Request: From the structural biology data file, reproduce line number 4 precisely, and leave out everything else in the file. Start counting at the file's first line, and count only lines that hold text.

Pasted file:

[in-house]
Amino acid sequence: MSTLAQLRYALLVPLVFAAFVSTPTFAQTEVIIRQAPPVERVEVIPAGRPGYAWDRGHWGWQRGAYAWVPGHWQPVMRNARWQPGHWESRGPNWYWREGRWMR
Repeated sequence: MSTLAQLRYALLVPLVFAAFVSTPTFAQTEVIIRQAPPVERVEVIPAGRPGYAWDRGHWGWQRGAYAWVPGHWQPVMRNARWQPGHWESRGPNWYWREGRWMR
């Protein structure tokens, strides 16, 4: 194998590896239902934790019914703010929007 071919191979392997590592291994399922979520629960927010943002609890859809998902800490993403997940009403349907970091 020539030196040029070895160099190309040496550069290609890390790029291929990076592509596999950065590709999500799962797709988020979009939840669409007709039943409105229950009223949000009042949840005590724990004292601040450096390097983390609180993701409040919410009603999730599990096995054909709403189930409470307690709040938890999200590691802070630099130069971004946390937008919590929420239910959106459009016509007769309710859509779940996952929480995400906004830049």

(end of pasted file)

């Protein structure tokens, strides 16, 4: 194998590896239902934790019914703010929007 071919191979392997590592291994399922979520629960927010943002609890859809998902800490993403997940009403349907970091 020539030196040029070895160099190309040496550069290609890390790029291929990076592509596999950065590709999500799962797709988020979009939840669409007709039943409105229950009223949000009042949840005590724990004292601040450096390097983390609180993701409040919410009603999730599990096995054909709403189930409470307690709040938890999200590691802070630099130069971004946390937008919590929420239910959106459009016509007769309710859509779940996952929480995400906004830049």